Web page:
The Riverina wine industry has also experienced significant growth, along with it, an increased demand for workers. 3For example, 10 years ago Casella Wines employed 14 people; today however they have a workforce of 500.
Paul Foley is the human resources manager for another of the region’s major wineries, De Bortoli Wines. 3He says the winery will employ an extra 80 people for four months during vintage, but recruitment of those workers is a major problem. While the skill shortage is already starting to bite, Leeton Shire Council is looking to the future.
General manager of Leeton Shire Council Ray Pluis says local training opportunities are important for retaining young people in regional centers. This is the third public hearing held as part of this New South Wales parliamentary inquiry. The inquiry’s chairman, Labor MLC Tony Catanzeriti, is playing down suggestions the withdrawal of state government services is partly to blame for the difficulties in attracting skilled workers to regional areas.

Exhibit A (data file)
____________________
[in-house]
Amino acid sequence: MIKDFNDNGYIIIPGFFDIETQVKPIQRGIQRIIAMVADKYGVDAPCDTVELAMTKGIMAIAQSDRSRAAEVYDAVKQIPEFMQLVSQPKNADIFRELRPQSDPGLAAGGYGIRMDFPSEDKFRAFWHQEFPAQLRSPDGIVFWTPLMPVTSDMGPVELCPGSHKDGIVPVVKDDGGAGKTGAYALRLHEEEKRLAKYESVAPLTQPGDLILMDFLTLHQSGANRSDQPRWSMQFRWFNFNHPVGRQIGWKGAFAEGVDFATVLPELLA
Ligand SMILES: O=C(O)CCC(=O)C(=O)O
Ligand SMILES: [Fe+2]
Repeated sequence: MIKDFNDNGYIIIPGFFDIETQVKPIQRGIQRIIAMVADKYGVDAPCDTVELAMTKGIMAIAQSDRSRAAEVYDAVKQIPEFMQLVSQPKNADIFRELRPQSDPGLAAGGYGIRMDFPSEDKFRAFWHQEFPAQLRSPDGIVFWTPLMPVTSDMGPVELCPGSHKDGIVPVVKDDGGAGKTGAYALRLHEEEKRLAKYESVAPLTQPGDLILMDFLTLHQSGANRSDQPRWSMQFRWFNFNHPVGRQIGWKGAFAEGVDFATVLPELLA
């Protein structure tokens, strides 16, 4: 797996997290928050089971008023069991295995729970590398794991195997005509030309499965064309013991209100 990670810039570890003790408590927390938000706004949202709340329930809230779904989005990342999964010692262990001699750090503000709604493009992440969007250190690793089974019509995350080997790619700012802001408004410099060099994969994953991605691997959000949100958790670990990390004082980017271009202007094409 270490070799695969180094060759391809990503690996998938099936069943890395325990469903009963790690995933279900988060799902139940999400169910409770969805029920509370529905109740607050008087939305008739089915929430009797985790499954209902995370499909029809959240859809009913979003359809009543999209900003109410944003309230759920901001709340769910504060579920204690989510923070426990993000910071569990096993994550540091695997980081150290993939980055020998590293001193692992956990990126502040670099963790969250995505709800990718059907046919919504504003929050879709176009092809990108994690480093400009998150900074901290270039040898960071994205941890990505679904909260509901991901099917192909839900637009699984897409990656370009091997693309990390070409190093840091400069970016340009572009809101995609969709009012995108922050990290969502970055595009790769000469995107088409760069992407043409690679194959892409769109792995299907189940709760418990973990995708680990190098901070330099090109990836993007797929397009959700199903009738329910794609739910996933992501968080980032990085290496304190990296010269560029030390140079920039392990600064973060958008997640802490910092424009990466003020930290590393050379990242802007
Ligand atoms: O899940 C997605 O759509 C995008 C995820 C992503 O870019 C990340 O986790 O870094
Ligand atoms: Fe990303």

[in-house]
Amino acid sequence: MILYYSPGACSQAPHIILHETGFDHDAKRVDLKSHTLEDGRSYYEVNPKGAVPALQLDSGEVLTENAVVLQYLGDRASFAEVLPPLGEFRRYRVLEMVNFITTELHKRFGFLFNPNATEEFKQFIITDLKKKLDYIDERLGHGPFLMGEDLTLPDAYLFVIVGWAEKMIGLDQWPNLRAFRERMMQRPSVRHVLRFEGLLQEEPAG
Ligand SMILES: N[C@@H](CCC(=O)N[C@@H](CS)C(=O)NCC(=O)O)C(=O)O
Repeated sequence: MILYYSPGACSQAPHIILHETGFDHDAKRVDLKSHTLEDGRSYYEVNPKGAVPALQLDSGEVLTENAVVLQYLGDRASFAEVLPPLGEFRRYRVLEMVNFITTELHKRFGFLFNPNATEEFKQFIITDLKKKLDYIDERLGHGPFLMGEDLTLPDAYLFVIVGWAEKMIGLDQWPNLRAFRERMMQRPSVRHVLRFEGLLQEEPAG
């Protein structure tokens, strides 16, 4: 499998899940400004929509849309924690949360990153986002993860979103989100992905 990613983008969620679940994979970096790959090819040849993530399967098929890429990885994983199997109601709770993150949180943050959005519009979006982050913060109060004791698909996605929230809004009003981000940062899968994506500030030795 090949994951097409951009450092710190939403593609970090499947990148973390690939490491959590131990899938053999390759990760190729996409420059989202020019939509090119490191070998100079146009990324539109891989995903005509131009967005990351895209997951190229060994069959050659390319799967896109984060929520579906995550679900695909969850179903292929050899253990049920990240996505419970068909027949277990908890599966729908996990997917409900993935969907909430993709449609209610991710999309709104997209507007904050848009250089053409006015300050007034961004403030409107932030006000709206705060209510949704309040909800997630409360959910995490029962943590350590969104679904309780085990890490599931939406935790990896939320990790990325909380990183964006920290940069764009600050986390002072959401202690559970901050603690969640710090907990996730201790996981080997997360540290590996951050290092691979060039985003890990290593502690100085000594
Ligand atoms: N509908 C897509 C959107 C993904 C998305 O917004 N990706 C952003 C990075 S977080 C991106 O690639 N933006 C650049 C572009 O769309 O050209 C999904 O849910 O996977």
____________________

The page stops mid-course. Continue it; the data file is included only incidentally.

Research of submissions and hearings indicates many causes to skills shortages in rural areas. 4For example Peter Louis & Co submission highlights that withdrawal and reduction of services provided by government agencies and public corporations such as medical services, banking facilities and post offices has impacted on rural communities with people forced to relocate. This is a valid argument as people will would to live in areas that have necessities such as medical centers and post offices easily available. Not only will people leave an area to get closer to these facilities but also people will not even bother moving to a rural area if it is lacking of such facilities.